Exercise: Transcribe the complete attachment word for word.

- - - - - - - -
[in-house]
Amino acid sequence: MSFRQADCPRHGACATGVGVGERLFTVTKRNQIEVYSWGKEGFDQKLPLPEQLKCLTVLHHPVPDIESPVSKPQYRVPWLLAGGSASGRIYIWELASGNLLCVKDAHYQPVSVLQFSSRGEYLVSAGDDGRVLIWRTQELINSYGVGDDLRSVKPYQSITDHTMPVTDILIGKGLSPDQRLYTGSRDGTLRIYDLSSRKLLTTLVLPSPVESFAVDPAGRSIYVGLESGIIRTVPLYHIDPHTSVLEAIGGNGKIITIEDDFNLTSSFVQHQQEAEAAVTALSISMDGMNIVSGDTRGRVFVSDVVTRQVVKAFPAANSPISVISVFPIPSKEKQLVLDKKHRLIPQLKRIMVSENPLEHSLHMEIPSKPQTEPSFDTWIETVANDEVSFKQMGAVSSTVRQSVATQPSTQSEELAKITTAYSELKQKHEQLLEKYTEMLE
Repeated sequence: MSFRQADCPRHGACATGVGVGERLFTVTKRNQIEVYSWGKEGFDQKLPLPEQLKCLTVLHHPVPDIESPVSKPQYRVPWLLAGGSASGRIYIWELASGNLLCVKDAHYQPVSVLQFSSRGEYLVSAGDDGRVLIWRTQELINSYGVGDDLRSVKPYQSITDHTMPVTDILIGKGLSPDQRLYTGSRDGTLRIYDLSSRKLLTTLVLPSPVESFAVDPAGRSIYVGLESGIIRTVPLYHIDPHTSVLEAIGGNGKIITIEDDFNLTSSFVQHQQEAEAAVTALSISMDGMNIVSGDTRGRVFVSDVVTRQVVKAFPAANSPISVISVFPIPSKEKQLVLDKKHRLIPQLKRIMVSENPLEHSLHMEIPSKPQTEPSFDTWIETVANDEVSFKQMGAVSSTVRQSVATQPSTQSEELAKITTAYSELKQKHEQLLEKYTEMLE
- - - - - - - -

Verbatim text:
[in-house]
Amino acid sequence: MSFRQADCPRHGACATGVGVGERLFTVTKRNQIEVYSWGKEGFDQKLPLPEQLKCLTVLHHPVPDIESPVSKPQYRVPWLLAGGSASGRIYIWELASGNLLCVKDAHYQPVSVLQFSSRGEYLVSAGDDGRVLIWRTQELINSYGVGDDLRSVKPYQSITDHTMPVTDILIGKGLSPDQRLYTGSRDGTLRIYDLSSRKLLTTLVLPSPVESFAVDPAGRSIYVGLESGIIRTVPLYHIDPHTSVLEAIGGNGKIITIEDDFNLTSSFVQHQQEAEAAVTALSISMDGMNIVSGDTRGRVFVSDVVTRQVVKAFPAANSPISVISVFPIPSKEKQLVLDKKHRLIPQLKRIMVSENPLEHSLHMEIPSKPQTEPSFDTWIETVANDEVSFKQMGAVSSTVRQSVATQPSTQSEELAKITTAYSELKQKHEQLLEKYTEMLE
Repeated sequence: MSFRQADCPRHGACATGVGVGERLFTVTKRNQIEVYSWGKEGFDQKLPLPEQLKCLTVLHHPVPDIESPVSKPQYRVPWLLAGGSASGRIYIWELASGNLLCVKDAHYQPVSVLQFSSRGEYLVSAGDDGRVLIWRTQELINSYGVGDDLRSVKPYQSITDHTMPVTDILIGKGLSPDQRLYTGSRDGTLRIYDLSSRKLLTTLVLPSPVESFAVDPAGRSIYVGLESGIIRTVPLYHIDPHTSVLEAIGGNGKIITIEDDFNLTSSFVQHQQEAEAAVTALSISMDGMNIVSGDTRGRVFVSDVVTRQVVKAFPAANSPISVISVFPIPSKEKQLVLDKKHRLIPQLKRIMVSENPLEHSLHMEIPSKPQTEPSFDTWIETVANDEVSFKQMGAVSSTVRQSVATQPSTQSEELAKITTAYSELKQKHEQLLEKYTEMLE